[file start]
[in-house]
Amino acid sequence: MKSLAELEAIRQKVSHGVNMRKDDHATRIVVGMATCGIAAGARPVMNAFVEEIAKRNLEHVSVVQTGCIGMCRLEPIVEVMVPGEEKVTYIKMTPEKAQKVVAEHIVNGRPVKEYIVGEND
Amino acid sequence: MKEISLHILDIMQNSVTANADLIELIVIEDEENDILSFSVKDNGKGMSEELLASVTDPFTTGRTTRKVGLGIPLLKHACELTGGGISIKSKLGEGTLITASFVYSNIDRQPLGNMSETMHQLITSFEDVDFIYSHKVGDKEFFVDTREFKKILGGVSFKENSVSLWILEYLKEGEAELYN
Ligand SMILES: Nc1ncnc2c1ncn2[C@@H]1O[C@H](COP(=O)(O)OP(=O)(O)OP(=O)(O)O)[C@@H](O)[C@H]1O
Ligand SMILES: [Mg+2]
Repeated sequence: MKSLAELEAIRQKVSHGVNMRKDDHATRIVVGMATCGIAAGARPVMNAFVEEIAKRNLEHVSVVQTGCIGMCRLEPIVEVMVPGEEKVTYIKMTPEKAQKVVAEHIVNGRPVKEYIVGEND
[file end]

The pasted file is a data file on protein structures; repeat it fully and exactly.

[in-house]
Amino acid sequence: MKSLAELEAIRQKVSHGVNMRKDDHATRIVVGMATCGIAAGARPVMNAFVEEIAKRNLEHVSVVQTGCIGMCRLEPIVEVMVPGEEKVTYIKMTPEKAQKVVAEHIVNGRPVKEYIVGEND
Amino acid sequence: MKEISLHILDIMQNSVTANADLIELIVIEDEENDILSFSVKDNGKGMSEELLASVTDPFTTGRTTRKVGLGIPLLKHACELTGGGISIKSKLGEGTLITASFVYSNIDRQPLGNMSETMHQLITSFEDVDFIYSHKVGDKEFFVDTREFKKILGGVSFKENSVSLWILEYLKEGEAELYN
Ligand SMILES: Nc1ncnc2c1ncn2[C@@H]1O[C@H](COP(=O)(O)OP(=O)(O)OP(=O)(O)O)[C@@H](O)[C@H]1O
Ligand SMILES: [Mg+2]
Repeated sequence: MKSLAELEAIRQKVSHGVNMRKDDHATRIVVGMATCGIAAGARPVMNAFVEEIAKRNLEHVSVVQTGCIGMCRLEPIVEVMVPGEEKVTYIKMTPEKAQKVVAEHIVNGRPVKEYIVGEND